Pompeii and the Greeks

An exhibition testifying to the many cultures that have left their mark on the ancient city of Pompeii from its foundation to its destruction in the eruption of Vesuvius in AD 79 opens in the Large Gymnasium.

Pompei e i Greci‘ (Pompeii and the Greeks), running until October 31, explores the stratification of and sometimes contradictory relationship between the cultures of the ancient Italic peoples, Etruscans, Greeks and Romans that traversed its history. “The exhibition narrates the history of the ancient Mediterranean to show that this basin was a place of mobility, meetings and trade and to reflect on the phenomenon of contemporary emigration,” said Pompeii Superintendent Massimo Osanna, who has curated the exhibition together with Carlo Rescigno of Campania’s Luigi Vanvitelli University.

The exhibits, coming from leading Italian and European museums, are displayed in 13 themed sections exploring places and monuments of the ancient city. The outfitting is the work of minimalist architect Bernard Tschumi, who designed the display at the Museum of Athens.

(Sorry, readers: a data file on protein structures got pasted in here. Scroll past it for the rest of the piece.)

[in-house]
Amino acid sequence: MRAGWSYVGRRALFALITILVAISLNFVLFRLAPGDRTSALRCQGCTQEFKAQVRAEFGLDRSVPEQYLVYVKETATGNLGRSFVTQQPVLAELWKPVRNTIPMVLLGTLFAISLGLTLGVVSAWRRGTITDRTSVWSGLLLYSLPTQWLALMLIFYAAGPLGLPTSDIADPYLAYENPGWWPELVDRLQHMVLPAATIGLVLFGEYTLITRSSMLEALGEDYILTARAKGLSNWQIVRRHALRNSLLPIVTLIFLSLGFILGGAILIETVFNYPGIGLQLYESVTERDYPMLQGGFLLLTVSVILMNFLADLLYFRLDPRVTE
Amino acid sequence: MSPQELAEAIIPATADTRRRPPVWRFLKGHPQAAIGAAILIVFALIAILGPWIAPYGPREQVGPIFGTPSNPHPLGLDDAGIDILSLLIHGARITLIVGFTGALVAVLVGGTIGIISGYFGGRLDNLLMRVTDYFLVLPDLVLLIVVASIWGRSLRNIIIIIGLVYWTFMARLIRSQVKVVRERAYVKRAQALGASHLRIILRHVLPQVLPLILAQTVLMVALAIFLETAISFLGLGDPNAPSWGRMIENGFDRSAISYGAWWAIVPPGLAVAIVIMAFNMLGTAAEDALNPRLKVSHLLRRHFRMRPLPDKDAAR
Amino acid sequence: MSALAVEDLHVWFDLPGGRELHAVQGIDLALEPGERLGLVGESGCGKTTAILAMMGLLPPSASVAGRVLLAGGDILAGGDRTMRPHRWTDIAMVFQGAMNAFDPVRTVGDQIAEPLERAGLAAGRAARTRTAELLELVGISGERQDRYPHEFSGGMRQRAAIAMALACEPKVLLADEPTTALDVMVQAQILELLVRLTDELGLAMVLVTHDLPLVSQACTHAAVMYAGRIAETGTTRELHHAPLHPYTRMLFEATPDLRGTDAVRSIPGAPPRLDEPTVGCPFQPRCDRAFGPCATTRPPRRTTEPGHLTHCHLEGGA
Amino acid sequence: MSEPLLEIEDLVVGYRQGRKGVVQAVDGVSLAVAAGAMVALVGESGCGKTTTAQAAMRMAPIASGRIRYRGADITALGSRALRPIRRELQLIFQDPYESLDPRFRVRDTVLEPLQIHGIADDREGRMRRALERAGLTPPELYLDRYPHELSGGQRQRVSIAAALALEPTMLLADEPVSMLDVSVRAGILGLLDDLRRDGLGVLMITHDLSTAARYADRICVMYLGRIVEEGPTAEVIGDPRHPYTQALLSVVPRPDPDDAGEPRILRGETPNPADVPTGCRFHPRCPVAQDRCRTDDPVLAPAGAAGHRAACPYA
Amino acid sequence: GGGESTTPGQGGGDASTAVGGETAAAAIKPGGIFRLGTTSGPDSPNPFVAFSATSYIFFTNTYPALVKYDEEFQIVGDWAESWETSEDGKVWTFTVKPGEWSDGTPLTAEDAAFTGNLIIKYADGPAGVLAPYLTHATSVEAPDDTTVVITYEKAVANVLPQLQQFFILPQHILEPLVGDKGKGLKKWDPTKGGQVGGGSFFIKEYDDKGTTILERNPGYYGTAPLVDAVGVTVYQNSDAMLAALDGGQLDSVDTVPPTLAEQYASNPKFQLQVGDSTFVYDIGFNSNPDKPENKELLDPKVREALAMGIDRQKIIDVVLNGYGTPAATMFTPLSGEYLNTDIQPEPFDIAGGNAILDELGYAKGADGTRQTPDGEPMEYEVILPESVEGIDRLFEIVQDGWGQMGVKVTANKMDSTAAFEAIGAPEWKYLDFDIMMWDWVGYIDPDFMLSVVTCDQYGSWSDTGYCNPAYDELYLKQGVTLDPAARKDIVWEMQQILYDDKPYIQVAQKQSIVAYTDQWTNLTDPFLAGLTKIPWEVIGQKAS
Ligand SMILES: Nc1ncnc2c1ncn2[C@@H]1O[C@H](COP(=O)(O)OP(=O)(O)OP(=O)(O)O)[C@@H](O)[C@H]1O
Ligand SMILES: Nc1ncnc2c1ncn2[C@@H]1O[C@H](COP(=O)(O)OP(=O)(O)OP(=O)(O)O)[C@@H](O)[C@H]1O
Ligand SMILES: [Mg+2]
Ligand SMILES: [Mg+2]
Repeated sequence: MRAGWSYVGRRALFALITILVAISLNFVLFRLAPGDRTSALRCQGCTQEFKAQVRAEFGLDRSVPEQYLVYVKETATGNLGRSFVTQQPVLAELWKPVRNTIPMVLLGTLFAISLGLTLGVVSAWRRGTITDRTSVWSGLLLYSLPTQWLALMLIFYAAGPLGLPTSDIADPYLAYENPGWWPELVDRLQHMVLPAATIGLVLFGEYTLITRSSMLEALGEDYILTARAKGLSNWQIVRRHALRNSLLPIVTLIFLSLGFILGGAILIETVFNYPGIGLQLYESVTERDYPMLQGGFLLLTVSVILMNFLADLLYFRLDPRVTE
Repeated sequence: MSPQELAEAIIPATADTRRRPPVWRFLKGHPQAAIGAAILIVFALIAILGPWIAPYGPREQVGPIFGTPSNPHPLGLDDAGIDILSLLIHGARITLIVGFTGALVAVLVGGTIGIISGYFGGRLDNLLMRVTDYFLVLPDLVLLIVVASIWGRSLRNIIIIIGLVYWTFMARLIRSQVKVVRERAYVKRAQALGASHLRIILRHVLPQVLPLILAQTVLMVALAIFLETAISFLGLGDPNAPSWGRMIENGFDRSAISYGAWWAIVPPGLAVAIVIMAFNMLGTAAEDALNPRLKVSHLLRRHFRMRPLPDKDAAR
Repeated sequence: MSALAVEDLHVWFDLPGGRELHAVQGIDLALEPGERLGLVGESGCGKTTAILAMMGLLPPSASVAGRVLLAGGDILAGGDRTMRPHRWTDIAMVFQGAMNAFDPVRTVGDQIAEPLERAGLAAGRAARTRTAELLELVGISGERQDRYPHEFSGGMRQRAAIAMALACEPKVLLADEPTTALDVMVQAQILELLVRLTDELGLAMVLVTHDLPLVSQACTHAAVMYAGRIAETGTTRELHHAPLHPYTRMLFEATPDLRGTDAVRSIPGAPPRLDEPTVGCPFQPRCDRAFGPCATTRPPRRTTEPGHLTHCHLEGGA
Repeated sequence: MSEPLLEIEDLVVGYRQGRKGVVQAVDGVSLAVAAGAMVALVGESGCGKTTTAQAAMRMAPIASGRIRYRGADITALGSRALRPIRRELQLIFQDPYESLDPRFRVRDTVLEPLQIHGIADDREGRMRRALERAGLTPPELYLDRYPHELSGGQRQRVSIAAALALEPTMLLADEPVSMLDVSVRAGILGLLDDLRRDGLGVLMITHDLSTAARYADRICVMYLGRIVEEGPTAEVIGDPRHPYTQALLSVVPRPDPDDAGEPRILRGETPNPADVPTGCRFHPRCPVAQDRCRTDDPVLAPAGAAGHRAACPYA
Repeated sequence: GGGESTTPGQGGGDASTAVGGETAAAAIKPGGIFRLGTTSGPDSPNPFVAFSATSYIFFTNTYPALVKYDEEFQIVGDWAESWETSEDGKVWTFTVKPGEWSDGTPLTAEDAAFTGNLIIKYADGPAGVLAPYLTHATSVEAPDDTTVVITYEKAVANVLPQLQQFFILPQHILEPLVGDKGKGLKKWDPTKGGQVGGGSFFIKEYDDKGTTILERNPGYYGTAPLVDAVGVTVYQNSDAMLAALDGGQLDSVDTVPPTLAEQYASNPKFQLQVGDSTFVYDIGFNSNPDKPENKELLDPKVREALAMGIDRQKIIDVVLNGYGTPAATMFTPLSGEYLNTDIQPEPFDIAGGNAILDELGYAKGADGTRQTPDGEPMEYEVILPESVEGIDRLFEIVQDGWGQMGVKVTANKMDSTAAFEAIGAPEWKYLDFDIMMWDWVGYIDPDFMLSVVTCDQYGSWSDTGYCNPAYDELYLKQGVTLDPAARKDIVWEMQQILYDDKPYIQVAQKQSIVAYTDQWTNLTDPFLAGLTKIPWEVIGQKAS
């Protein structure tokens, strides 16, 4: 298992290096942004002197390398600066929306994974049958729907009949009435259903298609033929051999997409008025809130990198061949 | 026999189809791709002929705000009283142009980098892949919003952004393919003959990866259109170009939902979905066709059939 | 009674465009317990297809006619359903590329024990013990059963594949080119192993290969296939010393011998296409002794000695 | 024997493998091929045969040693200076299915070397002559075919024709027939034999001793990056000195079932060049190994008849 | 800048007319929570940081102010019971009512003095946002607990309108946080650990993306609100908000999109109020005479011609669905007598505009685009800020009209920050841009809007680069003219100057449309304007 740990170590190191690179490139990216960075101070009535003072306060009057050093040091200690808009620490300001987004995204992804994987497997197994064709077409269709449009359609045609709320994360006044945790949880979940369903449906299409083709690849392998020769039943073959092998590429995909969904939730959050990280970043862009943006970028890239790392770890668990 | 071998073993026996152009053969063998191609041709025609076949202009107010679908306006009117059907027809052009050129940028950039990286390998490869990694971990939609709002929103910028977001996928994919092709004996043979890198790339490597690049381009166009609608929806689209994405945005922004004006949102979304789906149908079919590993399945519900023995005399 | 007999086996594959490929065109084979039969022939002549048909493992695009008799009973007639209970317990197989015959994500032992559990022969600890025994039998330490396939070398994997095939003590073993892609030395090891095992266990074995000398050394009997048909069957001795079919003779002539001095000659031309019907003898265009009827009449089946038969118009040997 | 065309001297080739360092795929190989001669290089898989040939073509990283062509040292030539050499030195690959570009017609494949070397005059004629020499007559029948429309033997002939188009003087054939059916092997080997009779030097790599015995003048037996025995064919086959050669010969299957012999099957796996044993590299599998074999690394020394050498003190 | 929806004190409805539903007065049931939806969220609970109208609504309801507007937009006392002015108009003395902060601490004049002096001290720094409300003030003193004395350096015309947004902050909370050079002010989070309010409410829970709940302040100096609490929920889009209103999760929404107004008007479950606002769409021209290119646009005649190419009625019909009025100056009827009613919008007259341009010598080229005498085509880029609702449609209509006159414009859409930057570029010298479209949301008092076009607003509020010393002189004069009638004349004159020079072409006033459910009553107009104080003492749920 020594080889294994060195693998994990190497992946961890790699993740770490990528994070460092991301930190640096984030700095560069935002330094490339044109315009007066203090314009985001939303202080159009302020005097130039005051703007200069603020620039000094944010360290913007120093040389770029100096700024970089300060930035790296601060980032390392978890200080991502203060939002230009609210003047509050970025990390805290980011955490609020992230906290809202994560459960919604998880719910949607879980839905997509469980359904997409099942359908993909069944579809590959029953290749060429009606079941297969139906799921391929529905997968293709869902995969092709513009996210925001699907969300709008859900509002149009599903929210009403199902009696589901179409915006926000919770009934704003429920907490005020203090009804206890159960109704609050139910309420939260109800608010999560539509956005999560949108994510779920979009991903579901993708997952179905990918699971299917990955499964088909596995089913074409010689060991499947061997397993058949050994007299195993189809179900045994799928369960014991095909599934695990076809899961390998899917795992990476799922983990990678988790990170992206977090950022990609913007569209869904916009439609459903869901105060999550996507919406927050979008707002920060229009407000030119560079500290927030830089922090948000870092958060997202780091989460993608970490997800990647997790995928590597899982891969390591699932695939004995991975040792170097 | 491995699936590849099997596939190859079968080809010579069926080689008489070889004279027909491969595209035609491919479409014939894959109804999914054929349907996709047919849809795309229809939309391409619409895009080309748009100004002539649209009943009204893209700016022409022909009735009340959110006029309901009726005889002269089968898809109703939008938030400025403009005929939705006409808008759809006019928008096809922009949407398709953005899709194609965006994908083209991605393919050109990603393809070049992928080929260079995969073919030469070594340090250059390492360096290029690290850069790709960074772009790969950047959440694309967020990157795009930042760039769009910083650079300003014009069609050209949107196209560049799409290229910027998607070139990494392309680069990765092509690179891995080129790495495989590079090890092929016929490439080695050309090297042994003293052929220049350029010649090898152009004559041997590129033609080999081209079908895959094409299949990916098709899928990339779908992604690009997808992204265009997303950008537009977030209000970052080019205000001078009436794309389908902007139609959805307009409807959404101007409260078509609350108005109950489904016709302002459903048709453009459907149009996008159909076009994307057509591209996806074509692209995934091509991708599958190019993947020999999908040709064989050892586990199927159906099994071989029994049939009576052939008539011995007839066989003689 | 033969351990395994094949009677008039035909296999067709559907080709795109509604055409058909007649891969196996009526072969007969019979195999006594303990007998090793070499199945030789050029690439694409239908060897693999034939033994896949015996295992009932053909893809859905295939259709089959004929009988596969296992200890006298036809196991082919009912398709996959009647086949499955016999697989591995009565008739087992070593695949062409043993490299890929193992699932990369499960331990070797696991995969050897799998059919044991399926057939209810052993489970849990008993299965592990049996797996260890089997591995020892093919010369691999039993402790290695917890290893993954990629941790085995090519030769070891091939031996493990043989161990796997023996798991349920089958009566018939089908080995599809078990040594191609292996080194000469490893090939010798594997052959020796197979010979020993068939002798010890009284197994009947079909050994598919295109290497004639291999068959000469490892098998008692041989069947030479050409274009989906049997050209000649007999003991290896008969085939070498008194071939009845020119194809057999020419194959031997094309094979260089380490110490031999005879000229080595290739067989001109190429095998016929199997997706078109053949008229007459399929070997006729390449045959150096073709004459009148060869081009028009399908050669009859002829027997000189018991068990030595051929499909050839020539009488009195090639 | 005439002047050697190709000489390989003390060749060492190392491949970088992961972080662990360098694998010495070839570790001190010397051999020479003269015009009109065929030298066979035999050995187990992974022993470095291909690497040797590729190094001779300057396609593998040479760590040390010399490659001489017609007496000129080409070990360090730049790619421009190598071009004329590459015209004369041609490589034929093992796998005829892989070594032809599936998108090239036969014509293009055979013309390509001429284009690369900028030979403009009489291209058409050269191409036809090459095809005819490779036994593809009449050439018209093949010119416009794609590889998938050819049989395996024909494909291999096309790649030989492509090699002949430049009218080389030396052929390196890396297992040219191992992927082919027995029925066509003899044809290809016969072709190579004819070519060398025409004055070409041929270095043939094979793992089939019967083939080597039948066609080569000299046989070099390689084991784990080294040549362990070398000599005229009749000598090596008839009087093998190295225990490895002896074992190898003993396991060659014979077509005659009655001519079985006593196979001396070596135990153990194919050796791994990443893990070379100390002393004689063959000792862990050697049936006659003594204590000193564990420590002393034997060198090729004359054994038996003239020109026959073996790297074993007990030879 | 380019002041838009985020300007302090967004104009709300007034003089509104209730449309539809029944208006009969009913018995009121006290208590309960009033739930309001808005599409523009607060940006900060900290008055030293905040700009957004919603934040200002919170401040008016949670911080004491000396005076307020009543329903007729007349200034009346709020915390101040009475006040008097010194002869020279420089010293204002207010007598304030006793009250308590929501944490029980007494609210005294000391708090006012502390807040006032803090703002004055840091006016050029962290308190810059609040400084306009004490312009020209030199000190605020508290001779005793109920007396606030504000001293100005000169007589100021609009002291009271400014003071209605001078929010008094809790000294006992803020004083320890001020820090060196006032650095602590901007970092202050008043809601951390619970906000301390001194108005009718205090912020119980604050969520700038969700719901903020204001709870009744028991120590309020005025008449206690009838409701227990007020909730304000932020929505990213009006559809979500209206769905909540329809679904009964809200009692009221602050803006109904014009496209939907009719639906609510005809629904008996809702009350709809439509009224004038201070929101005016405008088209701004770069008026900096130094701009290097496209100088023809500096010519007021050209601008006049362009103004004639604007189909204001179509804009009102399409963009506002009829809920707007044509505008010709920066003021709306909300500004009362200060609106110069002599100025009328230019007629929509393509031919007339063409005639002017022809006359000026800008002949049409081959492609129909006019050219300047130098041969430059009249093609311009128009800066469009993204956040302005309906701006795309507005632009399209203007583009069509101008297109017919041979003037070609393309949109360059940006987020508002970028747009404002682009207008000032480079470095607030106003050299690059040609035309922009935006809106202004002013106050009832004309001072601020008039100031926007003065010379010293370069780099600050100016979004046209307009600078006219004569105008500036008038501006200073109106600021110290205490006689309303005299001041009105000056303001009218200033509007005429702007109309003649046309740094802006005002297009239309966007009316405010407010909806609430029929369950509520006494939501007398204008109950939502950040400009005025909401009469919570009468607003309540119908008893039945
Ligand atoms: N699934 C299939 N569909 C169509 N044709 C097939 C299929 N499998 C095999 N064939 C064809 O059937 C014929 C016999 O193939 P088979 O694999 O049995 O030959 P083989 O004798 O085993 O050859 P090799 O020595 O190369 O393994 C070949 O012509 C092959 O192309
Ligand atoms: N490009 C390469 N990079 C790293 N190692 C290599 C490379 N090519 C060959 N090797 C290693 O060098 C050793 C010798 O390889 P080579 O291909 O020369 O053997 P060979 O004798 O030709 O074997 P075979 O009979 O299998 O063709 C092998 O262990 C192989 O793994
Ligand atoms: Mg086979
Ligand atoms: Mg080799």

In total 600 artefacts — ceramics, ornaments, weapons, architectural elements, sculptures, inscriptions, items of silver — are on display. The exhibition also includes three multimedia installations with wall projections, including one representing the 474 BC sea battle of Cumae.

Specially trained guides will accompany visitors around the exhibition in the absence of detailed written explanations. The most interesting pieces on display include the Aphrodite Sosandra from Baiae, testifying to the Greek taste in the patrician villas; the inscriptions in Greek and Latin from Moregine, which show how two spoken languages were used in trade; and an original Greek hydria dating from the fifth century BC excavated in the House of Julius Polybiusin Pompeii. The artefacts together show that the city of Pompeii was “international in style and decoration, which reveal a global language,” Professor Rescigno explained.
(source: ANSA)